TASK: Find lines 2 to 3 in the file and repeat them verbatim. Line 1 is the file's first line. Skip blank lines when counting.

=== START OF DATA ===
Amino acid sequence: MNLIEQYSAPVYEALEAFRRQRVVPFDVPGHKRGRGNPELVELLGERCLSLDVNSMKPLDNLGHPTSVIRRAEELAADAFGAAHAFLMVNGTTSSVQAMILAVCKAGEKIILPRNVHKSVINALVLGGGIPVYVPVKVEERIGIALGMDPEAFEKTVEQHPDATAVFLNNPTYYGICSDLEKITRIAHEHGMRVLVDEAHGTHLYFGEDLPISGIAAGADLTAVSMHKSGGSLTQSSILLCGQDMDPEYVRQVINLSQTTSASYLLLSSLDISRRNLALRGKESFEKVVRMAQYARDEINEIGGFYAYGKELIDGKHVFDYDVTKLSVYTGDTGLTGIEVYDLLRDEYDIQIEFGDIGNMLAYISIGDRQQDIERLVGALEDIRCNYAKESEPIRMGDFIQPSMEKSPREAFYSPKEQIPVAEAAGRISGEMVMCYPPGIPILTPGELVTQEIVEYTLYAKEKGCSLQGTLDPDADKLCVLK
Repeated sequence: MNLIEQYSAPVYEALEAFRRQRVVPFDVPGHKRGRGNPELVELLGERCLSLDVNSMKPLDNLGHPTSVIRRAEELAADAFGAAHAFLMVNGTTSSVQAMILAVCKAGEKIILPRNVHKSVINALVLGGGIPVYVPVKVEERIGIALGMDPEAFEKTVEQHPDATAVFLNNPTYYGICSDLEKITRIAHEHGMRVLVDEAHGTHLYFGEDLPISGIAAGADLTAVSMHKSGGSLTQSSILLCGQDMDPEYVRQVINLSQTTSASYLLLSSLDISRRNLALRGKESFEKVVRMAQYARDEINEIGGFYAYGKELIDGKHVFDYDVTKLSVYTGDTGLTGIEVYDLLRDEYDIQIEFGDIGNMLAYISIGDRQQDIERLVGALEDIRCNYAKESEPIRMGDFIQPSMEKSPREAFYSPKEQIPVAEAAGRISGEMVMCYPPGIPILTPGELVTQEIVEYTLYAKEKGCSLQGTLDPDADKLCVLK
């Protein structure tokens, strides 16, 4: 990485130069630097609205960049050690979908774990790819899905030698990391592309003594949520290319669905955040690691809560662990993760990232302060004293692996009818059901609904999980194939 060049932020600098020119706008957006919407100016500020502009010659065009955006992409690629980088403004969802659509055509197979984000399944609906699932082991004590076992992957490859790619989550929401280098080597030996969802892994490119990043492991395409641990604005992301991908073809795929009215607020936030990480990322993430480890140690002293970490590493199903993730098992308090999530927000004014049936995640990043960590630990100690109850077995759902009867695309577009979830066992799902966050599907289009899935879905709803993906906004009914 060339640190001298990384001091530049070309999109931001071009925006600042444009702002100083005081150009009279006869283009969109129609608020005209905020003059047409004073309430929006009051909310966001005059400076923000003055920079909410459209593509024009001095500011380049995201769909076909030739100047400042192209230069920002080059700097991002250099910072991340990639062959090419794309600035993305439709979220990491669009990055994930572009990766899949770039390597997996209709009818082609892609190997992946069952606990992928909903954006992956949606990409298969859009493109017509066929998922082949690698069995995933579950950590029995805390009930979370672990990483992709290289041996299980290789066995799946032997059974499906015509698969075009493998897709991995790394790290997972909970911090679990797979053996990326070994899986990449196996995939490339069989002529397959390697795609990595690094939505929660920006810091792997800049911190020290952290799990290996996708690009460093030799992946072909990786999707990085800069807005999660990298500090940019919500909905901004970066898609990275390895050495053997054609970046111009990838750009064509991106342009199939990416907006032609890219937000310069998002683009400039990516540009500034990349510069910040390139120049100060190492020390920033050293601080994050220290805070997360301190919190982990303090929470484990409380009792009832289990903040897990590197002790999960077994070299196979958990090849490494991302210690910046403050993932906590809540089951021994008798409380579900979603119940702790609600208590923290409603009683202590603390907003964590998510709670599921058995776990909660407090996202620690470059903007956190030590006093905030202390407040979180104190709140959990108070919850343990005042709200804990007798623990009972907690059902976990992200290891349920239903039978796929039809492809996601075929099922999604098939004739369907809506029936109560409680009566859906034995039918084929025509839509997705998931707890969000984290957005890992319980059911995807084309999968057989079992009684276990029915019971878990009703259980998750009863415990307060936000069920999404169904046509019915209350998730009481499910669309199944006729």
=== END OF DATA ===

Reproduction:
Repeated sequence: MNLIEQYSAPVYEALEAFRRQRVVPFDVPGHKRGRGNPELVELLGERCLSLDVNSMKPLDNLGHPTSVIRRAEELAADAFGAAHAFLMVNGTTSSVQAMILAVCKAGEKIILPRNVHKSVINALVLGGGIPVYVPVKVEERIGIALGMDPEAFEKTVEQHPDATAVFLNNPTYYGICSDLEKITRIAHEHGMRVLVDEAHGTHLYFGEDLPISGIAAGADLTAVSMHKSGGSLTQSSILLCGQDMDPEYVRQVINLSQTTSASYLLLSSLDISRRNLALRGKESFEKVVRMAQYARDEINEIGGFYAYGKELIDGKHVFDYDVTKLSVYTGDTGLTGIEVYDLLRDEYDIQIEFGDIGNMLAYISIGDRQQDIERLVGALEDIRCNYAKESEPIRMGDFIQPSMEKSPREAFYSPKEQIPVAEAAGRISGEMVMCYPPGIPILTPGELVTQEIVEYTLYAKEKGCSLQGTLDPDADKLCVLK
């Protein structure tokens, strides 16, 4: 990485130069630097609205960049050690979908774990790819899905030698990391592309003594949520290319669905955040690691809560662990993760990232302060004293692996009818059901609904999980194939 060049932020600098020119706008957006919407100016500020502009010659065009955006992409690629980088403004969802659509055509197979984000399944609906699932082991004590076992992957490859790619989550929401280098080597030996969802892994490119990043492991395409641990604005992301991908073809795929009215607020936030990480990322993430480890140690002293970490590493199903993730098992308090999530927000004014049936995640990043960590630990100690109850077995759902009867695309577009979830066992799902966050599907289009899935879905709803993906906004009914 060339640190001298990384001091530049070309999109931001071009925006600042444009702002100083005081150009009279006869283009969109129609608020005209905020003059047409004073309430929006009051909310966001005059400076923000003055920079909410459209593509024009001095500011380049995201769909076909030739100047400042192209230069920002080059700097991002250099910072991340990639062959090419794309600035993305439709979220990491669009990055994930572009990766899949770039390597997996209709009818082609892609190997992946069952606990992928909903954006992956949606990409298969859009493109017509066929998922082949690698069995995933579950950590029995805390009930979370672990990483992709290289041996299980290789066995799946032997059974499906015509698969075009493998897709991995790394790290997972909970911090679990797979053996990326070994899986990449196996995939490339069989002529397959390697795609990595690094939505929660920006810091792997800049911190020290952290799990290996996708690009460093030799992946072909990786999707990085800069807005999660990298500090940019919500909905901004970066898609990275390895050495053997054609970046111009990838750009064509991106342009199939990416907006032609890219937000310069998002683009400039990516540009500034990349510069910040390139120049100060190492020390920033050293601080994050220290805070997360301190919190982990303090929470484990409380009792009832289990903040897990590197002790999960077994070299196979958990090849490494991302210690910046403050993932906590809540089951021994008798409380579900979603119940702790609600208590923290409603009683202590603390907003964590998510709670599921058995776990909660407090996202620690470059903007956190030590006093905030202390407040979180104190709140959990108070919850343990005042709200804990007798623990009972907690059902976990992200290891349920239903039978796929039809492809996601075929099922999604098939004739369907809506029936109560409680009566859906034995039918084929025509839509997705998931707890969000984290957005890992319980059911995807084309999968057989079992009684276990029915019971878990009703259980998750009863415990307060936000069920999404169904046509019915209350998730009481499910669309199944006729």